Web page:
Friday, January 28, 2011

The Gu - part one (Dobang, Dongdaemun, Dongjak, Eunpyeong, Gangbuk)

Here we go with the gu!

For the rest of the Gu Project, check out Gu Two - (Gangdong, Gangnam, Gangseo, Geumcheon, Guro), Gu 3 (Gwanak, Gwangjin, Jongno, Jung, Jungnang), Gu IV: The re-re-re Gu-ining (Mapo, Nowon, Seocho, Seodaemun, Seongdong), and Gu V: Damn Gu-ed! (And here the series ends with Seongbuk, Songpa, Yangcheon, Yeongdeungpo, and Yongsan)




Whats the picture of?


Dobongsan (Dobong Mountain) in the winter.

Where is this gu?


Northeast Seoul, just west of Nowon.

What’s this gu best known for?

Well, it’s named for Dobong Mountain, so I’m gonna go with that. Until 1995, Dobong-gu comprised all of northeast Seoul until it was partitioned into Dobong, Nowon, and Gangbuk gu. It also contains the worst E-Mart in Seoul at Changdong Station.

When did Jaehak first go there?

February of 2007 or so.

How were epic walks involved?


I’ve walked from my longtime home base in Nowon to Changdong Station several times. It ain’t far.

If I were in Seoul for one week, should I bother?

No, unless you are really in to hiking.

Is there a related blog post I could check out?

In Da (Mountain) Club

Dongdaemun-gu



Whats the picture of?

The crowded market streets outside of Cheongnyangni Station, the 3rd biggest train station in Seoul.

Where is this gu?

East of downtown.

What’s this gu best known for?

Being near central Seoul, yet by no means being of central Seoul. A working-class district on the fringe of the center of power. Kinda the Queens of Seoul. Strangely, Dongdaemun Market, Dongdaemun Gate, and Dongdaemun Station are hugely famous in Korea, and none of them stand in Dongdaemun-gu.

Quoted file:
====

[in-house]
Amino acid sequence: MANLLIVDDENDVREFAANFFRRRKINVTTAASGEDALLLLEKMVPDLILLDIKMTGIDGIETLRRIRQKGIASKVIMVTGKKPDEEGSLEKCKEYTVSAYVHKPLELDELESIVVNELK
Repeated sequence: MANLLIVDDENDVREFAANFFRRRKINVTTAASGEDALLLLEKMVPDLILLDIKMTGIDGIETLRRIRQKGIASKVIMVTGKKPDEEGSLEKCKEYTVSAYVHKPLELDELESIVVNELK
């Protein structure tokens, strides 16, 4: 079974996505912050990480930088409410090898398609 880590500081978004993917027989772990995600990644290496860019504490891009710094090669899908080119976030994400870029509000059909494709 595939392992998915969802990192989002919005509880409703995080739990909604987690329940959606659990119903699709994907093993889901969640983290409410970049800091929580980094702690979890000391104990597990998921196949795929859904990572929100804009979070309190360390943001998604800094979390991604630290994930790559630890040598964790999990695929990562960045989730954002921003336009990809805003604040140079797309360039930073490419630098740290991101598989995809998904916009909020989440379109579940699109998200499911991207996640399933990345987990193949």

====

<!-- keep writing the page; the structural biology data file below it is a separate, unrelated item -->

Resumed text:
When did Jaehak first go there?

Not counting subway transfers, I didn’t go until 2010.

How were epic walks involved?

I walked from Cheongnyangni Station in Dongdaemun-gu to Hongdae in 2010.

If I were in Seoul for one week, should I bother?

Not unless unless you’re taking a train to Gangwon or the east coast from Cheongnyangni.

Is there a related blog post I could check out?

Not really, but there is one on Chuncheon, and the trip there originated at Cheongnyangni Station.



Dongjak-gu



Whats the picture of?

A panorama of the most urbanized portion of Dongjak, taken from a ridge on the border of Gwanak-gu.

Where is this gu?

South of the River, it’s the buffer zone between ritzy Seocho and dilapidated Yeongdeungpo.

What’s this gu best known for?

The large National Cemetery and the sprawling Noryangjin Fish Market, Seoul’s largest.

When did Jaehak first go there?

During a rainstorm in the summer of 2010.

How were epic walks involved?

I crossed the gu from east to west on a walk from Express Bus Terminal and Yeouido

If I were in Seoul for one week, should I bother?

Maybe. The fish market is cool.

Is there a related blog post?

I mention my fish market trip here.

Eunpyeong-gu




Whats the picture of?

The headwaters of a small stream near Eungam Subway Station. The stream ends near Seoul’s World Cup Stadium.

Where is this gu?

Far Northwestern corner of Seoul

What’s this gu best known for?

The northern part of the gu is in the foothills of Bukhansan, Seoul’s tallest mountain. Bukhansan trails can be accessed from Gupabal station, though I’ve never hiked the west/Eunpyeong portion of the mountain. Eunpyeong also has a fairly lively district near Yeonsinae station.

When did Jaehak first go there?

Last week.

How were epic walks involved?

I went to Eunpyeong specifically for this project. I walked from Gupabal station south to Hongdae, in Mapo-gu, where I dined on Taco Bell.

If I were in Seoul for one week, should I bother?

Nah, it’s way too far flung, unless you were staying at the Grand Hilton, which is in this gu, or taking the less-used western approach to Bukhan Mountain.

Is there a related blog post?